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Bush approves $3 million in federal funds for Fort Stewart
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With his recent signing of the 2008 Defense Appropriations bill, President Bush approved nearly $3 million in federal funding for training and refurbishment projects on Fort Stewart, as well as a pay raise for service members.
The $471 billion defense measure includes $1.6 million to assist with roofing restorations on base that have been underfunded and another $1.2 million to improve live fire ranges, which have experienced accelerated wear and tear due to increased training by soldiers deploying to Iraq and Afghanistan.
“I don’t want our troops involved in a fair fight,” area U.S. Rep. Jack Kingston (R-Savannah), who as a member of the House Appropriations Committee helped secure the funding, said about the need to update equipment and facilities. “I want them to have every advantage in training, equipment and resources when they go into battle and when they return home.”
There was more than $20 million of additional funding allocated for Fort Stewart in the original bill created in the House, but those earmarks were unable to be secured in the legislation that made its way to the president’s desk.
“In the House bill, Fort Stewart was going to get about $23 million in (operating and maintenance) money to do other facility restoration, sustainment and maintenance and also to plus up some Army Community Services. In this bill, the way it played out is, the total amount that the Army was getting, about $1.2 billion, was cut in half,” Kingston’s military legislative assistant Jeff Glenn explained, adding the Army’s total funding for O&M projects is now $615 million. “And then they did not dictate it out by base, so we know Fort Stewart is going to get some extra money...but the Army has to prioritize that and say where they’re going to do it.”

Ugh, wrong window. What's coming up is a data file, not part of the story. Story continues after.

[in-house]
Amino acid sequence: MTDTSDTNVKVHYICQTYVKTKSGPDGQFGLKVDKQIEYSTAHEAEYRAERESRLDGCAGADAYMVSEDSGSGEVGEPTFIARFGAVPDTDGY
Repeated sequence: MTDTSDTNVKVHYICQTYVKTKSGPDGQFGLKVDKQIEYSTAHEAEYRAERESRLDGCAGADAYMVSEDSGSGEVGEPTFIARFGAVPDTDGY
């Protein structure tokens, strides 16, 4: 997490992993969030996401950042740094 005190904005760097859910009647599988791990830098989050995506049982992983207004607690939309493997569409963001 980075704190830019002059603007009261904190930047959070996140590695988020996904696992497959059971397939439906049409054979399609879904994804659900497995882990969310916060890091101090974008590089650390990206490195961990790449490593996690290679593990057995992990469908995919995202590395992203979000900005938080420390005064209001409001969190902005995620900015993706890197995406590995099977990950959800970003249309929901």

Rounding out the defense spending was $2.4 million for the Parents as Teachers Heroes at Home project, an initiative that provides professional parenting support and child development information directly to the homes of young military families. As a pilot site for the program, Fort Stewart will share in the funds with 12 other bases that offer the service.
Third Infantry Division soldiers will also share in the 3.5 percent pay raise that was given to members of all the nation’s armed forces as part of the bill.
Noting the worsening divide between Democrats and Republicans on Capitol Hill, Kingston said he was happy the two sides could set aside their differences on at least one issue.
“In a Congressional-environment where we have only been able to pass one of the 12 required appropriation bills to date,” he said, “I’m glad we were able to come together and pass the defense bill for the men and women who protect our freedom.”
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